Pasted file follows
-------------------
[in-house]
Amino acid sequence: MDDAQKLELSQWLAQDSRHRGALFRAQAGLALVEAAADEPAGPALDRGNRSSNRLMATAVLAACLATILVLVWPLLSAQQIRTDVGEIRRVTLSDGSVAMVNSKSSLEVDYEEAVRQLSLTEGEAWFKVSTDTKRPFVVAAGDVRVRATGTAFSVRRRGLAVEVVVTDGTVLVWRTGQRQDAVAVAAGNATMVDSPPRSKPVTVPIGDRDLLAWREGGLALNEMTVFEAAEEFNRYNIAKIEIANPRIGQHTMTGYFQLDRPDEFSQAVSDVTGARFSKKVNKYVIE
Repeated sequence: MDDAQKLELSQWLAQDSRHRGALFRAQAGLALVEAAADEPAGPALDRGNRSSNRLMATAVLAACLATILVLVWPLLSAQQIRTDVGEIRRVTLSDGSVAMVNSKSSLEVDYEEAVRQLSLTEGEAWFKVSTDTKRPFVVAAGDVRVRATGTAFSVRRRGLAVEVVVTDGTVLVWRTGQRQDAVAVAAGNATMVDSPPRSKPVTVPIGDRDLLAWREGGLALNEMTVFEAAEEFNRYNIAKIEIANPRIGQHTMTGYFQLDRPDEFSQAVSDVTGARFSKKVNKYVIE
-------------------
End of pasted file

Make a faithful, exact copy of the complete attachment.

[in-house]
Amino acid sequence: MDDAQKLELSQWLAQDSRHRGALFRAQAGLALVEAAADEPAGPALDRGNRSSNRLMATAVLAACLATILVLVWPLLSAQQIRTDVGEIRRVTLSDGSVAMVNSKSSLEVDYEEAVRQLSLTEGEAWFKVSTDTKRPFVVAAGDVRVRATGTAFSVRRRGLAVEVVVTDGTVLVWRTGQRQDAVAVAAGNATMVDSPPRSKPVTVPIGDRDLLAWREGGLALNEMTVFEAAEEFNRYNIAKIEIANPRIGQHTMTGYFQLDRPDEFSQAVSDVTGARFSKKVNKYVIE
Repeated sequence: MDDAQKLELSQWLAQDSRHRGALFRAQAGLALVEAAADEPAGPALDRGNRSSNRLMATAVLAACLATILVLVWPLLSAQQIRTDVGEIRRVTLSDGSVAMVNSKSSLEVDYEEAVRQLSLTEGEAWFKVSTDTKRPFVVAAGDVRVRATGTAFSVRRRGLAVEVVVTDGTVLVWRTGQRQDAVAVAAGNATMVDSPPRSKPVTVPIGDRDLLAWREGGLALNEMTVFEAAEEFNRYNIAKIEIANPRIGQHTMTGYFQLDRPDEFSQAVSDVTGARFSKKVNKYVIE